Well, it looks like this thread has, er, evolved. Forgive me for risking a push in yet a different direction, though I think it is in line with the original post.
I took the original attribution to relate to genetics at the molecular level (occupational hazard), but do see how it could be interpreted at the colony level, as was stated earlier on.
I'd like to observe that there seems to be an assumption that genetic alteration at the molecular level is always the result of mutation. That isn't so. Genes can also be "silenced" while remaining intact and the silencing can be transferred to offspring, at least to a limited extent. This is part of the field of epigenetics.
Yes, there is published, scientific, peer-reviewed information on hereditary epigenetics. Here is one overview, for those who enjoy such reading: http://genome.cshlp.org/content/20/1....full.pdf+html . It is interesting to note that honeybees are mentioned in the article, but not in relation to treatment with chemical compounds (nutrition instead). I do not know if any studies have been carried out on the ability of treatments to enact epigenetic change in honeybees. There is much that needs to be learned about this topic in general, so I wouldn't draw any foundational conclusions about all hereditary epigenetics quite yet.
Pete. New 2013, 7 hives, zone 6a
To study and not think is a waste. To think and not study is dangerous.
The likely hood of hereditary epigenetic's was also discussed in another thread. Concerns that queens raised under swarm conditions had their DNA changed to produce bees that were more prone to swarming. It was a good thread some might like to read. I will look for it and post the link if I can find it.
Changing gene expression due to environmental exposure is not changing the actual DNA however. This is a big issue with GMO products as well. New DNA is inserted, but cannot be totally controlled where it will 'land' or what genes it will effect. (Turn on or off)Resulting in Some surprising unintended consequences. The DNA IS changed, but it is the unknown and undesired effect on subsequent gene expression that is the problem.
The more I read, the more I realize I don't know. Dang.
I am not about to read all 60 relys to see if someone has already asked my question, if they have please excuse me, but assuming there is a change is it always for worse or for better?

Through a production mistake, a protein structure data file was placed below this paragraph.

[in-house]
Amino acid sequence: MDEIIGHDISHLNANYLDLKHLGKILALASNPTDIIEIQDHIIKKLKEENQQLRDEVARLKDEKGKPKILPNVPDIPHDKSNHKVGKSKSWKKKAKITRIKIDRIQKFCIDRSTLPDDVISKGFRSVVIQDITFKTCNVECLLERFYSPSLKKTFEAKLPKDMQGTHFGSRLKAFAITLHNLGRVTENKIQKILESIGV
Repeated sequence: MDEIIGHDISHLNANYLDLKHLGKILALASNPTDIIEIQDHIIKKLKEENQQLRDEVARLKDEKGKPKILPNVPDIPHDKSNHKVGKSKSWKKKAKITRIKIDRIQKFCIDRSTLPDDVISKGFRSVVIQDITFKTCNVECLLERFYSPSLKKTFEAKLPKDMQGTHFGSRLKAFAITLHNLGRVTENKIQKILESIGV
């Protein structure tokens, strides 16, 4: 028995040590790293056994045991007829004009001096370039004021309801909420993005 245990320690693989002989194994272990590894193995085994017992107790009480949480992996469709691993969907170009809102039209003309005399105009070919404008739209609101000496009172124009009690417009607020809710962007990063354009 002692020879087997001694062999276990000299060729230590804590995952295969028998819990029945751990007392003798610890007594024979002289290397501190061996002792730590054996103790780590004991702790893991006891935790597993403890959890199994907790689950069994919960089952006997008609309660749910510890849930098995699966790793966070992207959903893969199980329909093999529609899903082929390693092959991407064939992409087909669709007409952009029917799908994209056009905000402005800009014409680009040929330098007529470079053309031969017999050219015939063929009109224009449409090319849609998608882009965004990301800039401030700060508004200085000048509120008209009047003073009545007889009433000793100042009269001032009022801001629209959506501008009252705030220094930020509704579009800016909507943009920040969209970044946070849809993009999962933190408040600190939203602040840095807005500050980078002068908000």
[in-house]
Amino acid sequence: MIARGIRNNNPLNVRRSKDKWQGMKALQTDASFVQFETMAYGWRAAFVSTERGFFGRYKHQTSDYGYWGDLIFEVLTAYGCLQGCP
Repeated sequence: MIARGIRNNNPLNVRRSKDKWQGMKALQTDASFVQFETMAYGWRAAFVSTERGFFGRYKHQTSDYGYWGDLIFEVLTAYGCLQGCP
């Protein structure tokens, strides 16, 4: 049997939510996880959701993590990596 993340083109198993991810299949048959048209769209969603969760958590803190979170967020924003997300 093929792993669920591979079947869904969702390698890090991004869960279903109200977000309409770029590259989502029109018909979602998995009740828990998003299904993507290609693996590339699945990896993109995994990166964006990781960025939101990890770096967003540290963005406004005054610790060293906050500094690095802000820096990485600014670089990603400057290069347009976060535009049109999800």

Last edited by Lauri; 08-17-2013 at 01:42 PM.
It's like if I said commercial beekeepers requeen once and even twice a year. That is something that does get said all the time and something commercial beeks are quite keen to quash. Am I not right?
No, seems to me you are cynical and untrusting. I believed what was said and took it to be true that someone said what it was said they said. You chose not to trust your fellow man.
Mark, if someone told you they used water instead of gasoline, you wouldn't believe it either. But you're not a treatment-free beekeeper. What people claim they say means nothing to you.
You are well versed in ripping people a new one for posting things that are obviously wrong.
It's like if somebody said commercial beekeepers requeen twice a year. That is something that does get said all the time and something commercial beeks are quite keen to quash. Am I right?
The Gold Standard for re-queening used to be once a year. Now, it’s twice a year"
I'd better start building more mating nucs for next year then...Thanks for the heads up Barry
Lauri, sqkcrk; What I was trying to determine was that if any change occurs, is the change capable of producing more varroa resistant bees or does it always produce a bee weaker, and more susceptible to varroa damage. If it is a craps shoot then I would think it is foolish to not wait and see what resistance the colony would show after treatment. Actually, it is my opinion that the probability of a treatment making a change is very low.
It also my opinion, and we all have one, is that all of this treatment/treatment free discourse is wasted. Each side is entrenched and has no intention of giving ground, therefore we should confine ourselves to giving to other beekeepers what advice we can about practical beekeeping. Ulitmately each person will make their own decision about how they will keep their bees, and if their bees prosper, they will get the credit for making the proper decision.
Commercials requeening twice a year? Who authorized the release of this information? It must have been Snowden.
"People will generally accept facts as truth only if the facts agree with what they already believe."- Andy Rooney